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Sharyn McCrumb

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Sharyn McCrumb is an award-winning Southern writer, best known for her Appalachian "Ballad" novels, set in the North Carolina/Tennessee mountains, including the New York Times Best Sellers : The Ballad of Tom Dooley, She Walks These Hills and The Rosewood Casket.

Her books are frequently used in One Community/One Book programs, most recently The Ballad of Frankie Silver by the town of Gallatin TN and Volunteer State College, and The Devil Amongst the Lawyers in Winchester VA.

In April 2014, Sharyn McCrumb was awarded the Mary Frances Hobson Prize for Southern Literature by North Carolina's Chowan University. Named a "Virginia Woman of History" in 2008 for Achievement in Literature, she was a guest author at the National Festival of the Book in Washington, D.C. sponsored by the White House in 2006.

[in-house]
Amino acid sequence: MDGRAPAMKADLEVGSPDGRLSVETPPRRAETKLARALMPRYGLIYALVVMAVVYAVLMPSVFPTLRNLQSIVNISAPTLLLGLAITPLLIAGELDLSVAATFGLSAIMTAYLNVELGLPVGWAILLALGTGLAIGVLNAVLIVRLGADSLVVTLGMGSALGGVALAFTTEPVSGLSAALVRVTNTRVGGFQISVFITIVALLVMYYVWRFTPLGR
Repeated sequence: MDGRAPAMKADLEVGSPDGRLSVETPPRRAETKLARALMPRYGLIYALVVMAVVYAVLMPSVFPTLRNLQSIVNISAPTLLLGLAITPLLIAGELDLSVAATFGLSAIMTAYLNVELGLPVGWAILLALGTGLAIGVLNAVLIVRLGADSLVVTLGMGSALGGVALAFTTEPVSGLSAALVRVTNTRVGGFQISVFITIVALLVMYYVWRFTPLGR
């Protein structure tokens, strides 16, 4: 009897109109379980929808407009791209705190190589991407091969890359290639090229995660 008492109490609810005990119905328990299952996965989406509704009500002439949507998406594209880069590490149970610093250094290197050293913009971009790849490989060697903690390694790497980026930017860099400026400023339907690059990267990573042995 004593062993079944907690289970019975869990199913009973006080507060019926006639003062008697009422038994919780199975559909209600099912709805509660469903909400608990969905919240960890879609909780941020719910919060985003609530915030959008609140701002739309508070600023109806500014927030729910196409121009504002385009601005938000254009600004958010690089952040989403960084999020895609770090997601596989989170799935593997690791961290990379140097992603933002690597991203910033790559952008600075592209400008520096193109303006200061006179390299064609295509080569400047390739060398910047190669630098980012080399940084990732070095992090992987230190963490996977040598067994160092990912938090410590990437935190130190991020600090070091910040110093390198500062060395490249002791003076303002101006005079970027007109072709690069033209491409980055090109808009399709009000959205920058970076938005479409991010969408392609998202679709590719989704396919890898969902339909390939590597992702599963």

Her novels, studied in universities throughout the world, have been translated into eleven languages, including French, German, Dutch, Japanese, Arabic, and Italian. She has lectured on her work at Oxford University, the University of Bonn-Germany, and at the Smithsonian Institution; taught a writers workshop in Paris, and served as writer-in-residence at King College in Tennessee and at the Chautauqua Institute in western New York.

St. Dale, The Canterbury Tales in a NASCAR setting, in which ordinary people on a pilgrimage in honor of racing legend Dale Earnhardt find a miracle, won a 2006 Library of Virginia Award as well as the AWA Book of the Year Award.